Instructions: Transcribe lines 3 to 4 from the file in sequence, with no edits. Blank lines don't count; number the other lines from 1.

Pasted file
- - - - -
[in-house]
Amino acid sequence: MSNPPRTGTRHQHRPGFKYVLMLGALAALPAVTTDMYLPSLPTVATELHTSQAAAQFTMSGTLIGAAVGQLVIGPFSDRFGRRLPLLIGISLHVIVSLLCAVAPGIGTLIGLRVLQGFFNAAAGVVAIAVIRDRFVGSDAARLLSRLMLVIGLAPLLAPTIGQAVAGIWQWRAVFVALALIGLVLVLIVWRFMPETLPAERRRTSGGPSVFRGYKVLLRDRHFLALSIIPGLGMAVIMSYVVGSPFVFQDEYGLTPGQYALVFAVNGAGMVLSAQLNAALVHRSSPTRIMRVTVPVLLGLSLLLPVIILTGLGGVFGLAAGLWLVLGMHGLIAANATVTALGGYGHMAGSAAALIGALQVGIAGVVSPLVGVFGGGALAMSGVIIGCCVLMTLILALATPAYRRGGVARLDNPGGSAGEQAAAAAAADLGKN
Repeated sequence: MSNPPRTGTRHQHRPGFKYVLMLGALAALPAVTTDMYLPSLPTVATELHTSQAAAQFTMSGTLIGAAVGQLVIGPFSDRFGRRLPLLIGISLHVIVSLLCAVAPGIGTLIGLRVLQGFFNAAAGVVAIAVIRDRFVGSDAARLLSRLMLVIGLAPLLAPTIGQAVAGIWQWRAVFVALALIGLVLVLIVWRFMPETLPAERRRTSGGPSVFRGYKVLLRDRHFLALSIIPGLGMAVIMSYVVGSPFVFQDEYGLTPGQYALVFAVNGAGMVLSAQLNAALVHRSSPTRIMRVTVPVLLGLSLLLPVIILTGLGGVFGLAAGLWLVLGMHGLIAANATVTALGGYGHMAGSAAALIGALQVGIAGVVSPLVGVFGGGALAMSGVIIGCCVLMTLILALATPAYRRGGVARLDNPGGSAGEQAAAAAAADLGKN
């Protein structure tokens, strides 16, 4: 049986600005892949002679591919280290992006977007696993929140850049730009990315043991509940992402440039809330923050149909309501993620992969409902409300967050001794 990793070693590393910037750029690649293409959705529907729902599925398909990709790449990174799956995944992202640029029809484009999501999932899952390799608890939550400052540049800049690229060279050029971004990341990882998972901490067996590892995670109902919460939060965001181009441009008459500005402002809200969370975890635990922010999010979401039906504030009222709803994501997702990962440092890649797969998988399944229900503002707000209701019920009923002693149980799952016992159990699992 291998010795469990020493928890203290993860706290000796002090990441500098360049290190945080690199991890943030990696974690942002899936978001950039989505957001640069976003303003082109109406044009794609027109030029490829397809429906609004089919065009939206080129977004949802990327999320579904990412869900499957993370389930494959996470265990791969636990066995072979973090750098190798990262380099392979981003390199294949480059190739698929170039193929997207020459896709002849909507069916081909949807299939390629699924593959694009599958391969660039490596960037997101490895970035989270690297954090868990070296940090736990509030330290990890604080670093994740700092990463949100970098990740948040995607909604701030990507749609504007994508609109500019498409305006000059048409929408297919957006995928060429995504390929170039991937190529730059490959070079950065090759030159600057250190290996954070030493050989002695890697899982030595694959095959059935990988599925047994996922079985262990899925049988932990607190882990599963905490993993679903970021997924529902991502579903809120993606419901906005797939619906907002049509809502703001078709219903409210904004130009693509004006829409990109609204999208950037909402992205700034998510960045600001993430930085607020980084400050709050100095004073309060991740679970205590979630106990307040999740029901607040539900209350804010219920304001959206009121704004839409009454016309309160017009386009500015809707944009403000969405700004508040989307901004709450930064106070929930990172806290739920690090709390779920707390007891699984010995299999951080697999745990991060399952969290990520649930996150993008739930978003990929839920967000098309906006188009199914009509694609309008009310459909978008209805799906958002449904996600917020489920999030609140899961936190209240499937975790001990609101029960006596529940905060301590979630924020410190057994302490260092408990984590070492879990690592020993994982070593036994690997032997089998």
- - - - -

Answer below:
Repeated sequence: MSNPPRTGTRHQHRPGFKYVLMLGALAALPAVTTDMYLPSLPTVATELHTSQAAAQFTMSGTLIGAAVGQLVIGPFSDRFGRRLPLLIGISLHVIVSLLCAVAPGIGTLIGLRVLQGFFNAAAGVVAIAVIRDRFVGSDAARLLSRLMLVIGLAPLLAPTIGQAVAGIWQWRAVFVALALIGLVLVLIVWRFMPETLPAERRRTSGGPSVFRGYKVLLRDRHFLALSIIPGLGMAVIMSYVVGSPFVFQDEYGLTPGQYALVFAVNGAGMVLSAQLNAALVHRSSPTRIMRVTVPVLLGLSLLLPVIILTGLGGVFGLAAGLWLVLGMHGLIAANATVTALGGYGHMAGSAAALIGALQVGIAGVVSPLVGVFGGGALAMSGVIIGCCVLMTLILALATPAYRRGGVARLDNPGGSAGEQAAAAAAADLGKN
């Protein structure tokens, strides 16, 4: 049986600005892949002679591919280290992006977007696993929140850049730009990315043991509940992402440039809330923050149909309501993620992969409902409300967050001794 990793070693590393910037750029690649293409959705529907729902599925398909990709790449990174799956995944992202640029029809484009999501999932899952390799608890939550400052540049800049690229060279050029971004990341990882998972901490067996590892995670109902919460939060965001181009441009008459500005402002809200969370975890635990922010999010979401039906504030009222709803994501997702990962440092890649797969998988399944229900503002707000209701019920009923002693149980799952016992159990699992 291998010795469990020493928890203290993860706290000796002090990441500098360049290190945080690199991890943030990696974690942002899936978001950039989505957001640069976003303003082109109406044009794609027109030029490829397809429906609004089919065009939206080129977004949802990327999320579904990412869900499957993370389930494959996470265990791969636990066995072979973090750098190798990262380099392979981003390199294949480059190739698929170039193929997207020459896709002849909507069916081909949807299939390629699924593959694009599958391969660039490596960037997101490895970035989270690297954090868990070296940090736990509030330290990890604080670093994740700092990463949100970098990740948040995607909604701030990507749609504007994508609109500019498409305006000059048409929408297919957006995928060429995504390929170039991937190529730059490959070079950065090759030159600057250190290996954070030493050989002695890697899982030595694959095959059935990988599925047994996922079985262990899925049988932990607190882990599963905490993993679903970021997924529902991502579903809120993606419901906005797939619906907002049509809502703001078709219903409210904004130009693509004006829409990109609204999208950037909402992205700034998510960045600001993430930085607020980084400050709050100095004073309060991740679970205590979630106990307040999740029901607040539900209350804010219920304001959206009121704004839409009454016309309160017009386009500015809707944009403000969405700004508040989307901004709450930064106070929930990172806290739920690090709390779920707390007891699984010995299999951080697999745990991060399952969290990520649930996150993008739930978003990929839920967000098309906006188009199914009509694609309008009310459909978008209805799906958002449904996600917020489920999030609140899961936190209240499937975790001990609101029960006596529940905060301590979630924020410190057994302490260092408990984590070492879990690592020993994982070593036994690997032997089998």